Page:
Prominent Russians: Artem Tarasov
He wasn’t the wealthiest, but he was the first. In 1989 Artem Tarasov was the first Soviet citizen brave enough to declare that he’d earned a million roubles, and became the prototype for the brand of flamboyant entrepreneur-cum-celebrity-cum-politician that followed in his wake.
Born in 1950 to a news photographer father and academic mother, Tarasov received several degrees, first as an engineer, then as a computer scientist, and finally as an economic planner. He forged a successful career through the 1970s and early 80s as a scientific manager, rising from junior researcher to head of department.
String of co-operatives and big fail
All the same, he was quick to sense the opportunities that came with Soviet leader Mikhail Gorbachev’s policy of Perestroika enacted from 1985 onwards. From 1987 Soviet citizens were allowed to open what were termed “co-operatives”, the first private enterprises allowed in the USSR since the 1920s. Tarasov’s Progress was the tenth co-operative officially registered in the whole of Moscow. Without a clear idea of what he wanted to do, Tarasov decided that his enterprise needed to work in the areas the Soviet planned economy couldn’t reach – namely improving the love life of its citizens. Thus, Progress became a dating agency.
Within three days it was a hit - much like in the rest of the Soviet Union, people queued to get a chance to meet the partner of their dreams. Within a week, Progress was shut down by the Moscow authorities as “amoral, dangerous to society and contrary to socialist principles”.
After befriending the Moscow city official who shut down his first business, Tarasov opened his second co-operative. This time he was more ambitious. Technika co-operative started off as a repair service for Japanese electronics that were imported on the black market, but couldn’t be repaired by official Soviet technicians. Within a year it was employing more than a thousand people in myriad businesses – luxury car rental, the first private helpline, villa construction for party officials. But, same as for other Russian trailbreakers, Tarasov’s first real fortune was made importing PCs. The Soviet Union did not produce them, and on the black market they fetched prices equivalent to that of a car.
Artem Tarasov’s decision to declare his millions was not a publicity stunt. When the government banned co-operatives from doing their transactions in cash, Tarasov decided to pay himself a large salary, withdraw it through a bank, and carry on using the money in business. In January 1989 Artem Tarasov declared an official salary of three million roubles. The reaction was a firestorm, with newspapers and TV discussing whether the newly-minted millionaire was a hero or criminal. But after public criticism from Mikhail Gorbachev himself, Artem Tarasov’s assets were confiscated, and the company closed down. He later successfully sued the government, but his money was never returned.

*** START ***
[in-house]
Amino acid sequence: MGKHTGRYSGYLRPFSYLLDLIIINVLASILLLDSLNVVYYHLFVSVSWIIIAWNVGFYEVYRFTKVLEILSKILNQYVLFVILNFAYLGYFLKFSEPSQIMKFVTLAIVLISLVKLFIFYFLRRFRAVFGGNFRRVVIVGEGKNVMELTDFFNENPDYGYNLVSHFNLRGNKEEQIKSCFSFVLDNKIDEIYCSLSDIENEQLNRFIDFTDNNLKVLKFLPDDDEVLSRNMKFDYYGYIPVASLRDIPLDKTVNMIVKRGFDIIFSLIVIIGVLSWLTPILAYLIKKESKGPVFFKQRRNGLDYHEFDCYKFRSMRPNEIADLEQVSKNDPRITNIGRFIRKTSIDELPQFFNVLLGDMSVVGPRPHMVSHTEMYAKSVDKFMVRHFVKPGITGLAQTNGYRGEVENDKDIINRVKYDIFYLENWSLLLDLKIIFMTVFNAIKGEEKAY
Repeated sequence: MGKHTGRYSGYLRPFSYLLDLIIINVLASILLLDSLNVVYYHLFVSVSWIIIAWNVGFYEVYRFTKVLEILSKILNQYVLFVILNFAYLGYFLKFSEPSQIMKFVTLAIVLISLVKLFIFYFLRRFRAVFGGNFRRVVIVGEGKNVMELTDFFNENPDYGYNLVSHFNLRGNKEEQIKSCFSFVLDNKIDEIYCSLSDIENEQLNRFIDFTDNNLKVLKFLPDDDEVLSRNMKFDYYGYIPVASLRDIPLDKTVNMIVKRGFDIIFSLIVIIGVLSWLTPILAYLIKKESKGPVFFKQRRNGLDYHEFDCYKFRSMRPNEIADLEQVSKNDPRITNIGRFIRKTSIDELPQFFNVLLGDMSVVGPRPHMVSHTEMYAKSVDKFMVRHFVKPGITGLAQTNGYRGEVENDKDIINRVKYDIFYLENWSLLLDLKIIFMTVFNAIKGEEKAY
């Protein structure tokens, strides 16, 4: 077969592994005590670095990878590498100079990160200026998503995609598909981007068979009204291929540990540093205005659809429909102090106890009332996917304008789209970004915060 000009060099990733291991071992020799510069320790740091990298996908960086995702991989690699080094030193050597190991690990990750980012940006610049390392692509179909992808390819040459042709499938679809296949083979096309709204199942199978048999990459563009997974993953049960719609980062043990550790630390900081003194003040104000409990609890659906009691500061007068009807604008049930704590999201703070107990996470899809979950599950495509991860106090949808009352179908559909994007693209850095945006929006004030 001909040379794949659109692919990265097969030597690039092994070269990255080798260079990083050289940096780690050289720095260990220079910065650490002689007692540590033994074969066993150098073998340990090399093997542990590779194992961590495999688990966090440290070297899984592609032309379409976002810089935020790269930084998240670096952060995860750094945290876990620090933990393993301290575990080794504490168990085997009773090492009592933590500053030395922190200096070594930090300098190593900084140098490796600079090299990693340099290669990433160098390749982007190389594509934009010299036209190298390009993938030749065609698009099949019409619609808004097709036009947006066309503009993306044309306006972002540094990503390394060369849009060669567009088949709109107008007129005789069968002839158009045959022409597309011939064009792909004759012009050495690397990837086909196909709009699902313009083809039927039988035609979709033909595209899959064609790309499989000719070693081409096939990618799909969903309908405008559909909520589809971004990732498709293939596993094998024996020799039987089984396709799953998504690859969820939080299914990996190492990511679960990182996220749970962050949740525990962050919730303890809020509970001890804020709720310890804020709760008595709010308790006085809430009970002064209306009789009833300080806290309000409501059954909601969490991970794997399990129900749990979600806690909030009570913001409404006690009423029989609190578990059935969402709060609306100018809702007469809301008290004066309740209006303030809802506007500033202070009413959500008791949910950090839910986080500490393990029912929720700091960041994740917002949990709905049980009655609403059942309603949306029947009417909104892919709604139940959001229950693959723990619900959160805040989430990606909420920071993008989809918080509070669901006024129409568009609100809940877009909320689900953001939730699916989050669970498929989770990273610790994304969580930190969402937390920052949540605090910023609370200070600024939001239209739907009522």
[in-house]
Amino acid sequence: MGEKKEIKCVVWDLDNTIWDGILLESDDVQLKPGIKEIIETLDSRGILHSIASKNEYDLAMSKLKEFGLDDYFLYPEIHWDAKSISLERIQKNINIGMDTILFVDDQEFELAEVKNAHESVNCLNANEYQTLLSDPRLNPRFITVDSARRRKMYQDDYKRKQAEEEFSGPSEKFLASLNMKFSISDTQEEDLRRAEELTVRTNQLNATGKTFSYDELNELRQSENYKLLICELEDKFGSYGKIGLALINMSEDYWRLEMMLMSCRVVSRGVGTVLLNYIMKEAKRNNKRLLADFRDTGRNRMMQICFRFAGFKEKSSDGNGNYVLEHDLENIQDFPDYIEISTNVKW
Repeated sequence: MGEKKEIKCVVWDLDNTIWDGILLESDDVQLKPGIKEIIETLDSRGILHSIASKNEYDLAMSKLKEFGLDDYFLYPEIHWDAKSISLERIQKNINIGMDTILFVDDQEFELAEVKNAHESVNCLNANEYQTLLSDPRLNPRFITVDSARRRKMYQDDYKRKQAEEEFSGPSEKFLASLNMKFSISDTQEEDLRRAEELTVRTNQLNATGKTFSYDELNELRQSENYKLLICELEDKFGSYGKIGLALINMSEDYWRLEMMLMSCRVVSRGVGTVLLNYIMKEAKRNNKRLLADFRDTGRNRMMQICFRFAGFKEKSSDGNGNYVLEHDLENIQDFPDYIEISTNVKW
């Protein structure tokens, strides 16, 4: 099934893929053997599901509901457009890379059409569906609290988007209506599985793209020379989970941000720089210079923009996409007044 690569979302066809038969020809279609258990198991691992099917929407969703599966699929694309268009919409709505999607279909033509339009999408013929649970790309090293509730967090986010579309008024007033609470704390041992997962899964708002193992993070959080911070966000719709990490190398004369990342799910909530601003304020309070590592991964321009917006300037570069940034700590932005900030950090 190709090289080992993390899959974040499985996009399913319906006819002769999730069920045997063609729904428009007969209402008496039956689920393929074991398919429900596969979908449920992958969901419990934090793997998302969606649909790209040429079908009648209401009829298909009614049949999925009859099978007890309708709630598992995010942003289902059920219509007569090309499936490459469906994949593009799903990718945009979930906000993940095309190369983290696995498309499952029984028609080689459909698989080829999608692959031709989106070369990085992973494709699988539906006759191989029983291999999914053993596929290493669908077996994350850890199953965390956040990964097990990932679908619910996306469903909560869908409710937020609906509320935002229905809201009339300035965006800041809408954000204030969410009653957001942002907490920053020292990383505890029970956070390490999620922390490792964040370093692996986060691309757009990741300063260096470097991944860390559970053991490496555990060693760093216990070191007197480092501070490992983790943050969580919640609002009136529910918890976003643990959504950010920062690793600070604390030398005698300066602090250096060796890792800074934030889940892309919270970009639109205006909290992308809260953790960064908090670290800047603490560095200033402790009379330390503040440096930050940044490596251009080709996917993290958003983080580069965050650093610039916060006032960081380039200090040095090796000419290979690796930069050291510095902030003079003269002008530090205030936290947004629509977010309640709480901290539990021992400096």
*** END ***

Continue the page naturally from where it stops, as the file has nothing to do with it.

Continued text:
Over the next year he co-founded what is now Russia’s most authoritative business daily Kommersant, and the first independent airline Transaero, and was elected to parliament for the first time. However, he was soon caught up in the Harvest-90
affair that forced him to emigrate. In a time of mass deficit of
consumer products, the government promised farmers ration cards in
exchange for their produce. These ration cards would allow farmers to
purchase Western consumer goods, bought from Russian oil exports.
Tarasov’s company was heavily involved in the scheme and given financial
privileges in exporting large quantities of oil. But the farmers never
received anything for their ration cards, and were left with worthless
pieces of paper. Tarasov’s company was accused of embezzling the funds
and cheating the farmers. In 1990 Artem Tarasov left the country,
telling journalists that he was about to be arrested under direct orders
from Mikhail Gorbachev. Later Tarasov would be cleared of some of the
charges, and others were dropped due to the expiry of the statute of
Tarasov settled down in a secret flat in London, afraid of revenge from both his former business partners, and the Russian government. Yet he continued to criticise the economic policies of what was now the new Russian state following the collapse of the Soviet Union, and could not resist the lure of his homeland. In 1993 he returned to Russia, and was elected to parliament once again. In 1996 he decided to run for President as an independent pro-business candidate. In order to do so, he required a million signatures, but his application was rejected by the electoral commission which claimed some were forged or improperly submitted. Although Artem Tarasov sued, he missed the election. He then fled the country once again upon learning that the investigation into the Harvest-90 affair may be re-opened.
From the mid-90s onwards, Tarasov’s prominence and financial significance began to fade, as he was overtaken by those who stayed in Russia and continued to exploit the financial opportunities that arose. He returned several more times to run as the governor of Krasnoyarsk and St. Petersburg, but Tarasov’s electorate always stayed in the low digits.
By the late 2000s Tarasov was spending most of his time in his London house, writing plays and novels that have mostly gone unpublished, though his biography The Millionaire in which he explicitly uncovers the scope of the dubious practices that allowed him and others to accumulate their wealth briefly returned him to the limelight. He prides himself on having what he believes is the world’s largest collection of ties featuring fish, which numbers over a thousand items.
Artem Tarasov’s place in modern Russian history is secure. However attitudes towards him will continue to diverge radically, depending on the interpretation of events that happened as the Soviet Union broke up, and a new Russia emerged.
Written by Igor Igorodnev, RT correspondent